Coronavirus and the Economy
Updated: Aug 4, 2020
As you are aware, last week the markets entered into correction territory with the S&P 500 dropping 11.5%. No one enjoys seeing their accounts decrease in value, but what made it even more painful was the speed at which that drop occurred– only five days. For comparison’s sake, the last correction back in December of 2018 (-19.8%) took well over two months.
Here is a summary of the information below:
The threat of the coronavirus jumping to the United States and an overvalued stock market let to a strong selloff last week.
Stock market corrections (drops of 10% or more) are normal and healthy. They occur every every 12 – 18 months on average with the last happening 15 months ago.
This should be a short-term problem and for long-term investors could provide a good buying opportunity.
The news and uncertainty surrounding the coronavirus is one of the main drivers of this drop. The situation is very fluid and still developing as we are all searching for more answers. The CDC and WHO have not helped dispel this uncertainty as they have not provided much concrete information. However, what we do know is that many companies have said it will cause a short-term disruption or slowdown. Another reason from the decline, that hasn’t received much attention, is how the markets were overvalued at the end of 2019. For some investors, the coronavirus is the trigger to sell and reap their gains or even sell stocks short (an attempt to make money when markets decline). Combined, both of these only further increased the steep pullback of the market last week.
While its counterintuitive, market corrections are healthy and necessary for a continuation of a bull market. As a reminder, a bull market starts after a 20% increase in the stock market and only ends after a 20% drop. Corrections occur on average every 12 – 18 months, and we are about 15 months past the last correction in 2018. Since the start of the bull market in 2009, we have seen seven corrections, all resulting in the markets continuing to eventually move higher. The length of the correction is on average four to six months. If you were to use the previous corrections as buying opportunities, you would have bolstered already stellar annual market returns.
News organizations and media outlets sometimes have a way of overhyping stories or creating more fear/panic than necessary. This may also prove to be the case with the coronavirus. As the WHO (World Health Organization) has said, individuals who contract the virus may just experience only mild flu-like symptoms. The Wall Street Journal has said it is nearly impossible to distinguish coronavirus from the common flu, and Yardeni Research argues that the common flu kills more individuals each year than the coronavirus has so far. The CDC (Center for Diseases Control and Prevention) is unsure if warm weather will dissipate the spread of the virus as it does with the common cold and flu but acknowledges it may. I do not mean to underscore the severity or human toll the coronavirus may take, simply assert that the coronavirus might not be as catastrophic to the global economy as some predict.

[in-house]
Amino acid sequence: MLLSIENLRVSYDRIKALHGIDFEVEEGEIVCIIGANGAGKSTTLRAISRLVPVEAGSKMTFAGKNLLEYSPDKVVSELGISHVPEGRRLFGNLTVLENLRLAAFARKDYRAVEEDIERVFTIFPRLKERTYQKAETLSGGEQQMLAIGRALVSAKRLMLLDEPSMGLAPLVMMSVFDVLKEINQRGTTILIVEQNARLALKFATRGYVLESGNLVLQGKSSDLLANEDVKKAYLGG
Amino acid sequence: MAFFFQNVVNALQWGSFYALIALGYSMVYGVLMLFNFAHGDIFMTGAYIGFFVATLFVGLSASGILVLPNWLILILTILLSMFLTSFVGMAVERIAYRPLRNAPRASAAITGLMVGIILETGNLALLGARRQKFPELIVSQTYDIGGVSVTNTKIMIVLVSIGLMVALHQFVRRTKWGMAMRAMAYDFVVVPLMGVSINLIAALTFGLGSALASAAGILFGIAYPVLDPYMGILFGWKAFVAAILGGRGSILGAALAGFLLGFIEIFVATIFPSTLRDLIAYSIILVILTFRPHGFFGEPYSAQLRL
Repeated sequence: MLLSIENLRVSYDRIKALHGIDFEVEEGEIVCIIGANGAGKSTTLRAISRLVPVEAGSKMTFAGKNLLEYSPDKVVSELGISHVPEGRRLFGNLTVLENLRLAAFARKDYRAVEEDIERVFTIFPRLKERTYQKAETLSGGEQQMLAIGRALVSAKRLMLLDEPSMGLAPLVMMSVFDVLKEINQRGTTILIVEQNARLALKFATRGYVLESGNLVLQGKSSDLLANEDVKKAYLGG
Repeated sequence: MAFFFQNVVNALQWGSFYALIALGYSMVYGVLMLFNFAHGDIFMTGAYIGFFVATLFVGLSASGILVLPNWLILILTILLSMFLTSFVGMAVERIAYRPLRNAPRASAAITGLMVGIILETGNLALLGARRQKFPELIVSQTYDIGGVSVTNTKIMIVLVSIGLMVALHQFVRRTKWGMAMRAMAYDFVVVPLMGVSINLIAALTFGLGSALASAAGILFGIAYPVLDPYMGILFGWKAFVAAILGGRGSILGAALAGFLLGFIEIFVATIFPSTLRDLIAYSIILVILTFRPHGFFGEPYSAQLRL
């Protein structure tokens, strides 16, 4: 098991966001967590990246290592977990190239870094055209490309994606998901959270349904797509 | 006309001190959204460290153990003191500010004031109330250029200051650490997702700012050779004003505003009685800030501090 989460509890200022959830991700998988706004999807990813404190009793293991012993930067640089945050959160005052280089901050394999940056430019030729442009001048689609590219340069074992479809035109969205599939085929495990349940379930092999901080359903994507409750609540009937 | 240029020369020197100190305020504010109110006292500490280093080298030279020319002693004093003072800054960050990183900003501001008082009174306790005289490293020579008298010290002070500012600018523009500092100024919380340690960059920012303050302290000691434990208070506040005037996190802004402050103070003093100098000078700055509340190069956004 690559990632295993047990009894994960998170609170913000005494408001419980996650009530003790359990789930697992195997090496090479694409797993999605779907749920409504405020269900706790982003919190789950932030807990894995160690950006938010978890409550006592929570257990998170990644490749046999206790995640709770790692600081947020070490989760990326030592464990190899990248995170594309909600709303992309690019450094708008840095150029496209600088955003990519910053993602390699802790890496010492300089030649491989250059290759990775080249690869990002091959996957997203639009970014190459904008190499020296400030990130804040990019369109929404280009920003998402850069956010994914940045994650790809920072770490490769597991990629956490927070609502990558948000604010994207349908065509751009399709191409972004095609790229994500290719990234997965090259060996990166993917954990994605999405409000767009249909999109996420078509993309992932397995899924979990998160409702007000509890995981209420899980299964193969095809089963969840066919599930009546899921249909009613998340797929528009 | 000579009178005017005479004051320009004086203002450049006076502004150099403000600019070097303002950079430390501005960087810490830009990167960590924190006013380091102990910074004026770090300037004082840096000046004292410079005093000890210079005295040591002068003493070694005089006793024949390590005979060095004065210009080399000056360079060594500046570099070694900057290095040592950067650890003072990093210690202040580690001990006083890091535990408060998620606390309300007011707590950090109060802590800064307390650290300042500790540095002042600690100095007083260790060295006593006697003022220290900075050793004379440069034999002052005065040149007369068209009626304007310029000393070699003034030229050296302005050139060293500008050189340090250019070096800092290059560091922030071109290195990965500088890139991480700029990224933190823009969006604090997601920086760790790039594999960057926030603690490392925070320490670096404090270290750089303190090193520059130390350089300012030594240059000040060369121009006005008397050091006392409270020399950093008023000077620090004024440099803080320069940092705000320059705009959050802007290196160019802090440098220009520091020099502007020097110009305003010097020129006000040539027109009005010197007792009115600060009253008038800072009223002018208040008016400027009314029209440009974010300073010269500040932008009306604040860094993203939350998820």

Making accurate future predictions is nearly impossible but general assertions or expectations can be made with more accuracy. I will try to provide general high-level expectations. Bank of America has revised their GDP growth rate in the US from 3.1% to 2.8%. That is a relatively small cut and one the markets should have already priced in. Interestingly, the bond market does not reflect the same amount of panic and fear as stock investors. That, along with the strength in consumer spending/balance sheets and a strong possibility of the federal reserve cutting interest rates, all point to this not turning into a full-blown recession. This may even turn into a fairly decent buying opportunity over the next few months.
It is important to remember that corrections do not last forever. When markets do correct, it is usually just best to wait. As history shows, there’s a good chance of recovering correction-related losses relatively quickly. The SARS epidemic and MERS epidemic came and went all while the stock market continued to march higher over time driven by fundamental economic factors, which are all still strong today. Many economists expect the expansion and bull market to continue with a potentially sharp rebound once disruptions dissipate. Being a long-term investor means we focus on the long-term! That means looking past any single week, month, quarter or even year. Stocks are very volatile in the short-term, but over the long-term, returns are positive far more times than negative. No one likes to see the value of their account decrease, but we know that ups and downs are a normal part of the investment cycle. We just need to get through the down days to make sure we experience the ups.
Please feel free to email or call me with any other concerns or questions,
Evan Werckenthien, CFP
National Bureau of economic research (12/31/2019)
Wall Street Journnal
Standard & Poor’s. data through February 28, 2020.
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